TELECOM Digest OnLine - Sorted: 'Screaming' Cell Phones to Cut Down Theft

'Screaming' Cell Phones to Cut Down Theft

Marc Jones (
Mon, 02 Oct 2006 11:58:11 -0500

By Marc Jones

A UK firm is hoping a cell phones security system it has developed which
sets off a high pitch scream, permanently locks the handset and wipes
all data if stolen, will halt the spiraling rise in phone theft.

The Remote XT technology, designed to make phones unusable, and
therefore worthless if they are stolen, works by installing software
onto the operating system of the phone which is then activated via a
call to a call center once users realize their phone has been snatched
or lost.

The phone is then remotely disabled, all the data held on the device
is wiped and a high pitched screech is triggered.

"It makes a loud squealing noise which is enough to distract a
restaurant if it went off and it completely locks the phone," Remote
XT Managing Director, Mark Whiteman told Reuters.

"We also then set a small bomb off, if you like, that completely wipes
the data ... if it has genuinely been stolen then it renders the phone
useless to the thief," he added.

The screaming noise can be stopped by taking out the phone's battery
but starts again as soon as it is put back in, while replacing the SIM
card has no effect.

The system also automatically backs up data held on a device once a
day, meaning users can re-load their information onto a replacement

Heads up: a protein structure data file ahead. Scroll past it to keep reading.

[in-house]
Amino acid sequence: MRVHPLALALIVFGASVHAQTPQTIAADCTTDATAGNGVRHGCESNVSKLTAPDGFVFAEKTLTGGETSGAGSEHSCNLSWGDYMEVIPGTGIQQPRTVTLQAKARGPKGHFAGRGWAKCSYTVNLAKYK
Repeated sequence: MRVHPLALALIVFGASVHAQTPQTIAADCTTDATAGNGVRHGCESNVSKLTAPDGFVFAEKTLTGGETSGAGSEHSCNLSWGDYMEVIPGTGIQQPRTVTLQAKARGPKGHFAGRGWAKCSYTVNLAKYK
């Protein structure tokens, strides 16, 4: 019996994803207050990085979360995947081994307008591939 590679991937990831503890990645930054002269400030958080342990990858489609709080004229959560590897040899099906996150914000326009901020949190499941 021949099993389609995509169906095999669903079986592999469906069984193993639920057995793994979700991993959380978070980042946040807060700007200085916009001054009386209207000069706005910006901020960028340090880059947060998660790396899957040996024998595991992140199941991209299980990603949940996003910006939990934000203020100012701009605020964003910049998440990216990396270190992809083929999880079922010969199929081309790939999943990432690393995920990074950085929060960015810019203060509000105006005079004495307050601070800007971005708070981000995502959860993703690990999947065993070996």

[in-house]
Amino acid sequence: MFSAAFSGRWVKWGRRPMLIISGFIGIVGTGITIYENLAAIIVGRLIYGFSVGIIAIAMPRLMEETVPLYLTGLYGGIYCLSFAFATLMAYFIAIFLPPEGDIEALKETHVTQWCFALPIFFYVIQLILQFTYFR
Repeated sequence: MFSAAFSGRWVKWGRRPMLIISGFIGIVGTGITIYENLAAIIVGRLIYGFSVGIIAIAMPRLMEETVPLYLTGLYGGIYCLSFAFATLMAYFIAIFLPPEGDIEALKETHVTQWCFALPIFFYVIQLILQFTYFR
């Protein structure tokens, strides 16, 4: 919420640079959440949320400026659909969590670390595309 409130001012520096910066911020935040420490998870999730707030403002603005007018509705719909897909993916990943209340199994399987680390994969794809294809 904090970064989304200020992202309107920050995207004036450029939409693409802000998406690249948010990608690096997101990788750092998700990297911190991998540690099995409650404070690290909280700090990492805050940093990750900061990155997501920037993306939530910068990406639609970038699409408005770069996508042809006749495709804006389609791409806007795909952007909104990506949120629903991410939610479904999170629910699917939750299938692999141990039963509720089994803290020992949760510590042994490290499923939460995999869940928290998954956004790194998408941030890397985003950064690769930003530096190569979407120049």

According to the latest UK government statistics, mobile phone theft
has risen 190 per cent in recent years, with one third of all UK
robberies now solely involving mobile phones.

Insurer Halifax estimates a mobile handset is stolen every 12 seconds
in Britain costing UK consumers around 390 million pounds ($735
million) every year.

The police and Home Office backed software currently only works on so
called "smart phones" which run operating systems such as Symbian or
Windows Mobile, but it is expected to be suitable for the majority of
phones within two years as mobile technology advances.

"While primarily aimed at the business market...any product which adds
a level of security for the user and a barrier for the thief has to be
good news," said Mobile Industry Crime Action Forum (MICAF) Chairman
Jack Wraith.

Costing around 120 pounds ($224.3) a year the technology is not 100
percent fool proof however, with organized tech savvy thieves likely
to have the equipment and know how be able to get round the security

Copyright 2006 Reuters Limited.

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